The Valle de los Cirios Pacific Coast is one of few intact and wild regions left on the Baja California Peninsula. The 110 mile long stretch is home to sweeping bay shoreline, coastal sand dunes, rocky headlands, wetlands and valleys forested with Boojum Trees, Cardons, Elephant Trees and other unique desert flora. The region supports habitat for a number of endangered, threatened and endemic plant and animal species as well as important ecosystem services. Few places as undisturbed as the Valle de los Cirios Pacific Coast remain in the world.
In the early 2000s, the region was the target of one of Mexico’s most ambitious tourism development proposal, the Escalera Nautica, which envisioned a series of marinas and related development for remote locations on the peninsula. In 2002, a sandy point just north of the tiny fishing hamlet of Santa Rosalillita was targeted for the first new marina installment associated with the project. Land speculation surrounding the project ran rampant and the marina was built.
Today the marina sits abandoned, a nearby hillside was blasted for jetty rocks, and the shoreline in front of Santa Rosalillita is receding from erosion associated with the project. Although the project was eventually cancelled, part of which WiLDCOAST played an integral role, land speculation, parcel subdivisions, lot sales and mining continue to threaten the ecological integrity of the Valle de los Cirios Pacific Coast and its unrestricted public access.
In 2006, WiLDCOAST began efforts to protect the unique coastal ecosystems of the Valle de los Cirios Pacific Coast. Through an innovative and comprehensive combination of conservation strategies including direct land purchases, conservation easements, conservation concessions and stewardship activities WiLDCOAST is protecting the region’s headlands, wetlands and critical shoreline areas. Integral to this effort is our positive partnerships with regional landowners, visitors and municipal, state and federal agencies.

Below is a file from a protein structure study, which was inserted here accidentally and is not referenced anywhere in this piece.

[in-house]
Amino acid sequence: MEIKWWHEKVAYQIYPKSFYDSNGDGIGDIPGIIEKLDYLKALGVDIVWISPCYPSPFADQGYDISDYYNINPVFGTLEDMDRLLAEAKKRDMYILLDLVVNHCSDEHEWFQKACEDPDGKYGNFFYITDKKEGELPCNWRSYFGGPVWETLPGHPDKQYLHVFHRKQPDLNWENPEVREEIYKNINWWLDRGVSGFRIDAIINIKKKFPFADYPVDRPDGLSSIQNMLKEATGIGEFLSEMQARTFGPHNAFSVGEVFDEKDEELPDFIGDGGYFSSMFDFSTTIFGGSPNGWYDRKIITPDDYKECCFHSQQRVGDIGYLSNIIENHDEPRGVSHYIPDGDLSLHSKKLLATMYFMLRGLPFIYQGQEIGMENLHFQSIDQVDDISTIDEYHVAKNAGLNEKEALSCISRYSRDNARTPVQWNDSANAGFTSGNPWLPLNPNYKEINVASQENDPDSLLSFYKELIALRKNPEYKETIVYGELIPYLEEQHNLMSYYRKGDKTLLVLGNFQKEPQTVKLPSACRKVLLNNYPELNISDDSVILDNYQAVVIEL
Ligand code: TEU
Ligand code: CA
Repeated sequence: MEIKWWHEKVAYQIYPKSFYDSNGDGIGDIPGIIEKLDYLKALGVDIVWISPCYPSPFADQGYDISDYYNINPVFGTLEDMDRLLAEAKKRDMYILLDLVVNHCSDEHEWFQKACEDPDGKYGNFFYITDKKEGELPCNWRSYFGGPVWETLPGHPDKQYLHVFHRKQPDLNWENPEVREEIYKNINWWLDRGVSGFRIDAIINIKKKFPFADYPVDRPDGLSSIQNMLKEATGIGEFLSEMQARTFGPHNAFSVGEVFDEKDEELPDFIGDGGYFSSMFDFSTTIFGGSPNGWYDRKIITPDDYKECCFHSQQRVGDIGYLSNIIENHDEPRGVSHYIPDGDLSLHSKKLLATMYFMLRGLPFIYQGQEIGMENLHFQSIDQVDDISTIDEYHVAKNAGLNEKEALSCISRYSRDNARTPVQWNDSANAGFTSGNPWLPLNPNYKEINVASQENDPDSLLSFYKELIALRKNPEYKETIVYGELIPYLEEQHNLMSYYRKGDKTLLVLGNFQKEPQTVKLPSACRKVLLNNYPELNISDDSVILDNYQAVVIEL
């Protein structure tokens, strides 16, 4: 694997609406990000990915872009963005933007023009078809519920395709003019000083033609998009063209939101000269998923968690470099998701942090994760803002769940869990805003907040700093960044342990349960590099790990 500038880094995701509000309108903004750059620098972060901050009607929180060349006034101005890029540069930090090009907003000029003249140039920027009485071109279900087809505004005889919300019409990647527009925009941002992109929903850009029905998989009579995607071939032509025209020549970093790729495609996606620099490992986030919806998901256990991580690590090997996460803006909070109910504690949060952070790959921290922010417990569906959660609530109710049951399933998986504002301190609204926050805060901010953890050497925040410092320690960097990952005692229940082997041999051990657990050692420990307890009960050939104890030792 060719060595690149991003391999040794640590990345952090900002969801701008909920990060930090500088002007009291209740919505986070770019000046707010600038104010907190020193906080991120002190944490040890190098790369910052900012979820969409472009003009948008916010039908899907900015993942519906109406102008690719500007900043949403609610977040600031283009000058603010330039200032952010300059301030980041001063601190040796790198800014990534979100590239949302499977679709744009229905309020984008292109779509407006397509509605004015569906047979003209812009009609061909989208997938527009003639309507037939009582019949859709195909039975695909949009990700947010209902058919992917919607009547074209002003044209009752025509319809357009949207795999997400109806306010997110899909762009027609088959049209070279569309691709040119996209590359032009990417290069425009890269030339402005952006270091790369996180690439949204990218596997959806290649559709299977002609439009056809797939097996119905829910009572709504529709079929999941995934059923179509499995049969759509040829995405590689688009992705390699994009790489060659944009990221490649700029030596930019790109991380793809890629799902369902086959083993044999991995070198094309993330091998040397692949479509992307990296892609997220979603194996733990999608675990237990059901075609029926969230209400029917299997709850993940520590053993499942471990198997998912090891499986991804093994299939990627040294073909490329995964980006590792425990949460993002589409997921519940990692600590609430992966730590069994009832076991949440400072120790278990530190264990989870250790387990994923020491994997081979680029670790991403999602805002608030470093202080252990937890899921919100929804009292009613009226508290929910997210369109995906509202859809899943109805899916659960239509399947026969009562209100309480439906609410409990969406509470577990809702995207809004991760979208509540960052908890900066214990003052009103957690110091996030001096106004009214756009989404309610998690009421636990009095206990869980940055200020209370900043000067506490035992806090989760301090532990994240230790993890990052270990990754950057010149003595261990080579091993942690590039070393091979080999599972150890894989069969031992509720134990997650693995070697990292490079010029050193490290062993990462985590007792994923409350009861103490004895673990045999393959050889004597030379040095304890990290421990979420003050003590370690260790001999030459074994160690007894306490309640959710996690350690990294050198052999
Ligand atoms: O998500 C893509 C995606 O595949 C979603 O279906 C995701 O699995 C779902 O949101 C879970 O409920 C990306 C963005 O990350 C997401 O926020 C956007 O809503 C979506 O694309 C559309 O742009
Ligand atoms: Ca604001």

To date, WiLDCOAST has protected a total of 29.4 miles and 24,708 acres of coastline, including nine headlands and five wetlands. In addition to continued land acquisition, WiLDCOAST is implementing stewardship activities on and around protected properties. These activities include the installation of informational signage, cleanups, monitoring surveys and visitation best-practices outreach. To further strengthen the conservation of the region, WiLDCOAST is working with Mexico’s National Commission for Protected Natural Areas (CONANP) to protect 110 miles of the 20 meter Federal Maritime and Terrestrial Zone (ZOFEMAT) on the Valle de los Cirios Pacific Coast through conservation concessions.
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Program Manager: WiLDLANDS
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